Top News: Syria Rebels Make Last Stand for Homs

Weakened rebels are making their last desperate stand in Homs, as forces loyal to President Bashar al-Assad launch their harshest assault yet to expel them from the central city, once known as the capital of the revolution. Some among the hundreds of rebels remaining in the city talk of surrender, according to opposition activists there. Others have lashed back against the siege with suicide car bombings in districts under government control. Some fighters are turning on comrades they suspect want to desert, pushing them into battle. “We expect Homs to fall,” said an activist. “In the next few days, it could be under the regime’s control.” [AP, 4/22/2014]



Egypt’s PEC to begin accepting objections to presidential candidates
Egypt’s Presidential Elections Commission (PEC) will begin to accept objections to presidential applicants from Tuesday through Wednesday before announcing official presidential candidates on 2 May. Only two candidates applied to PEC for the presidential elections; former defense minister Abdel-Fattah al-Sisi and leftist Politician Hamdeen Sabbahi. The committee will continue to receive requests until Wednesday. The final list of accepted candidates will be announced on May 2. [Ahram Online, Aswat Masriya, 4/22/2014]

Al Jazeera trial resumes as journalists are kicked out of court
The trial of twenty people accused of creating “a terrorist media network” and spreading false news continued on Tuesday at Tora prison. Journalists were kicked out of the courtroom during the recess. The defendants go into the sixth session of the trial having been denied bail for the second time by the judge during the previous session on April 10. Twelve of the twenty are being tried in absentia, and among the eight in custody are three Al Jazeera journalists. Canadian Minister of Foreign Affairs John Baird said he received assurances from his counterpart that the trial process would be fair. [DNE, Egypt Independent, Huffington Post, 4/22/2014]

Court imposes gag order on Morsi espionage trial
A Cairo criminal court imposed a media ban on the espionage trial of deposed Islamist president Mohamed Morsi during Tuesday’s session. The trial of thirty-six Muslim Brotherhood leaders, including Morsi, was adjourned to April 28 to allow witness testimonies to be heard and evidence to be collected. During the trial, defense lawyers called on the court to merge the espionage case with the Wadi Natrun prison break case, in which Morsi is also a defendant. [Ahram Online,Aswat Masriya (Arabic), Egypt Independent, 4/22/2014]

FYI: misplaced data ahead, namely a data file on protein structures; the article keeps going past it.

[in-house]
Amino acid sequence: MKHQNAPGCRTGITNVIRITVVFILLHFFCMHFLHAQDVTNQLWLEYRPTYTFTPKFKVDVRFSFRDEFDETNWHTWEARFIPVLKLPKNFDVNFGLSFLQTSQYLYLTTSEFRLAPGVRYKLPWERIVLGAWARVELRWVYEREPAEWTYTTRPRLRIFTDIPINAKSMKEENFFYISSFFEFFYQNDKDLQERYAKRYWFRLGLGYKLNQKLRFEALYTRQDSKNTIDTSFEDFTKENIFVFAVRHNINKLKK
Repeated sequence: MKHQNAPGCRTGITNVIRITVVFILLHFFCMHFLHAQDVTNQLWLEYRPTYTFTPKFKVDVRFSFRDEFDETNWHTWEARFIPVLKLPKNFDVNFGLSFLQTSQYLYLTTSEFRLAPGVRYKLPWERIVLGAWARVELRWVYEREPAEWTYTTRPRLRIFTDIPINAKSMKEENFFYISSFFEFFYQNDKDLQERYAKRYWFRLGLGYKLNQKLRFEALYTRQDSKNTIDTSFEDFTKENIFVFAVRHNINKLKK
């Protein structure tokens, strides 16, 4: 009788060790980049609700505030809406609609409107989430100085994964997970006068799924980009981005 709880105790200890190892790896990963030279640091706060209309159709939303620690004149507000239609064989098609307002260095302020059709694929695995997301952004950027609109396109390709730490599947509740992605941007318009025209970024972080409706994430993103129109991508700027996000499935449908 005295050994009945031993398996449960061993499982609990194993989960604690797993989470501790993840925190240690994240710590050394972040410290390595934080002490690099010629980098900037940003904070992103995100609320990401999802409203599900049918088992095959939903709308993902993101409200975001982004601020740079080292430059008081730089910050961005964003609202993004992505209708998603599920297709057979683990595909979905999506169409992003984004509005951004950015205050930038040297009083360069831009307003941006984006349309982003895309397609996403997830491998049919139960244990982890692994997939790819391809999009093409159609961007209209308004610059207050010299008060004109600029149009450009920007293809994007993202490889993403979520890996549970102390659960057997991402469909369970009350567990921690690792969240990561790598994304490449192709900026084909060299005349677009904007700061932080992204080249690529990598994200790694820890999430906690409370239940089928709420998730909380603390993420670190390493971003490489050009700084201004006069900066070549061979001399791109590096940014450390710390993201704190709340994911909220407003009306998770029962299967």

Egypt gas price hike to save government EGP 1 billion annually
Raising natural gas prices for households and small businesses is expected to save Egypt EGP 1 billion per year. A new pricing structure for natural gas was approved by the government on Sunday. The decree, which takes effect in May, exempts subsidized bread producers from the price increases. [Ahram Online, 4/22/2014]


Libya’s constitution-drafting body starts work
The Constitutional Committee elected to draft a new constitution for Libya convened for the first time on Sunday, marking a milestone as the forty-seven members gathered in the eastern city of Bayda in the building that housed parliament when the country gained independence in 1951. The body will have 120 days to draft a constitution, but analysts expect the process to take much longer given growing insecurity and tribal and political divisions. Thirteen seats remain vacant as violence in Derna and several southern areas hampered elections. The Amazigh and Tebu minorities also boycotted the committee to demand more rights. “The elections have not been completed so anyone can challenge the work of the committee by filing a petition to the constitutional court,” said Tawfiq al-Shahaibi, a former lawmaker. [Reuters, 4/21/2014]

Families of Gharghour victims protest against arrival of non-Tripoli forces
Families of victims killed in Gharghour in November 2013 demonstrated yesterday in Tripoli following reports that Libya Shield forces were on their way to the city. Videos circulating on social media had shown Libya Shield forces from Benghazi gathering in Misrata, allegedly en route to Tripoli. A spokesman for Misrata-led Central Libya Shield denied this, saying that the General National Congress had not designated a force for security in the capital and, as such, Central Libya Shield had no intention of entering the city. The reports have sparked anger on the streets of Tripoli where residents fear a repeat of November’s Gharghour attacks. The Tripoli Local Council released a statement on Saturday calling for yesterday’s protests and refusing access to any brigade that tried to gain entry to the city. [Libya Herald, 4/21/2014]

Benghazi holds municipal elections